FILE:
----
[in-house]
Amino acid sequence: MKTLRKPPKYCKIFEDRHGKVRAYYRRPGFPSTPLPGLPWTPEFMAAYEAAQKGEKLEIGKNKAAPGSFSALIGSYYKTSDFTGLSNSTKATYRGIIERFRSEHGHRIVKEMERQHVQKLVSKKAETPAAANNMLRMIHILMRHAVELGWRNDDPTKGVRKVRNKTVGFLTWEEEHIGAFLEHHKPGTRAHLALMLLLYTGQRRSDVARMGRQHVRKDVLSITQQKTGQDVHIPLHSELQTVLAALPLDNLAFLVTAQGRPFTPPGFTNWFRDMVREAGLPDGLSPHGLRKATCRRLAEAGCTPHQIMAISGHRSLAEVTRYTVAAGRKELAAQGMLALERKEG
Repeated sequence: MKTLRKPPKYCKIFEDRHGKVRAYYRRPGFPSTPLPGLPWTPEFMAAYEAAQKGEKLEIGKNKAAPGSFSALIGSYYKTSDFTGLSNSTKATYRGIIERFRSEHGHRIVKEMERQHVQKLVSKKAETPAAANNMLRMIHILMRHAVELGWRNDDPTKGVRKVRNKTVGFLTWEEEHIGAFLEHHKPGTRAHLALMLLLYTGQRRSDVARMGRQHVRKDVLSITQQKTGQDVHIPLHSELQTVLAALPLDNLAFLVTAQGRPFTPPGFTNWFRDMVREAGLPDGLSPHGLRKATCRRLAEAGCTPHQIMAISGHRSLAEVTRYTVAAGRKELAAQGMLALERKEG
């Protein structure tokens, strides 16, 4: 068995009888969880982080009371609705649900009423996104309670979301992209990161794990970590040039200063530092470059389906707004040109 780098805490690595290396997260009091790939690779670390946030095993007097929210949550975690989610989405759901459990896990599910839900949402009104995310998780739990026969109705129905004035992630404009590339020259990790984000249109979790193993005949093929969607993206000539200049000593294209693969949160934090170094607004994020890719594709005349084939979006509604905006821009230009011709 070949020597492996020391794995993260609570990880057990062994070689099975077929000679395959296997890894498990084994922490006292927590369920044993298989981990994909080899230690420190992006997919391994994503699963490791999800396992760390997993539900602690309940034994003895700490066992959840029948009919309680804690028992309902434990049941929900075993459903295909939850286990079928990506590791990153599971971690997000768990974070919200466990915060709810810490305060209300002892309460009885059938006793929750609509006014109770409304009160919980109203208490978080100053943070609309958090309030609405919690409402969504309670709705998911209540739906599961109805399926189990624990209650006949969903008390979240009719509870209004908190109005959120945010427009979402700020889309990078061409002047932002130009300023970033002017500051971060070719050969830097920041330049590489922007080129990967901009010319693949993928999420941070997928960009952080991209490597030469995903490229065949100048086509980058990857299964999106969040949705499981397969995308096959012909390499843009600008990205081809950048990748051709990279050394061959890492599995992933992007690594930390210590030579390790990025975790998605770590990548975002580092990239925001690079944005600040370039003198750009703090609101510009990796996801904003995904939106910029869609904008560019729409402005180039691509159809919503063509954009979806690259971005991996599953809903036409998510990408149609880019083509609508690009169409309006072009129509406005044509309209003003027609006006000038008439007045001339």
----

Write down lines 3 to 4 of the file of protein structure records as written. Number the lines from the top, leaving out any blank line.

Repeated sequence: MKTLRKPPKYCKIFEDRHGKVRAYYRRPGFPSTPLPGLPWTPEFMAAYEAAQKGEKLEIGKNKAAPGSFSALIGSYYKTSDFTGLSNSTKATYRGIIERFRSEHGHRIVKEMERQHVQKLVSKKAETPAAANNMLRMIHILMRHAVELGWRNDDPTKGVRKVRNKTVGFLTWEEEHIGAFLEHHKPGTRAHLALMLLLYTGQRRSDVARMGRQHVRKDVLSITQQKTGQDVHIPLHSELQTVLAALPLDNLAFLVTAQGRPFTPPGFTNWFRDMVREAGLPDGLSPHGLRKATCRRLAEAGCTPHQIMAISGHRSLAEVTRYTVAAGRKELAAQGMLALERKEG
């Protein structure tokens, strides 16, 4: 068995009888969880982080009371609705649900009423996104309670979301992209990161794990970590040039200063530092470059389906707004040109 780098805490690595290396997260009091790939690779670390946030095993007097929210949550975690989610989405759901459990896990599910839900949402009104995310998780739990026969109705129905004035992630404009590339020259990790984000249109979790193993005949093929969607993206000539200049000593294209693969949160934090170094607004994020890719594709005349084939979006509604905006821009230009011709 070949020597492996020391794995993260609570990880057990062994070689099975077929000679395959296997890894498990084994922490006292927590369920044993298989981990994909080899230690420190992006997919391994994503699963490791999800396992760390997993539900602690309940034994003895700490066992959840029948009919309680804690028992309902434990049941929900075993459903295909939850286990079928990506590791990153599971971690997000768990974070919200466990915060709810810490305060209300002892309460009885059938006793929750609509006014109770409304009160919980109203208490978080100053943070609309958090309030609405919690409402969504309670709705998911209540739906599961109805399926189990624990209650006949969903008390979240009719509870209004908190109005959120945010427009979402700020889309990078061409002047932002130009300023970033002017500051971060070719050969830097920041330049590489922007080129990967901009010319693949993928999420941070997928960009952080991209490597030469995903490229065949100048086509980058990857299964999106969040949705499981397969995308096959012909390499843009600008990205081809950048990748051709990279050394061959890492599995992933992007690594930390210590030579390790990025975790998605770590990548975002580092990239925001690079944005600040370039003198750009703090609101510009990796996801904003995904939106910029869609904008560019729409402005180039691509159809919503063509954009979806690259971005991996599953809903036409998510990408149609880019083509609508690009169409309006072009129509406005044509309209003003027609006006000038008439007045001339």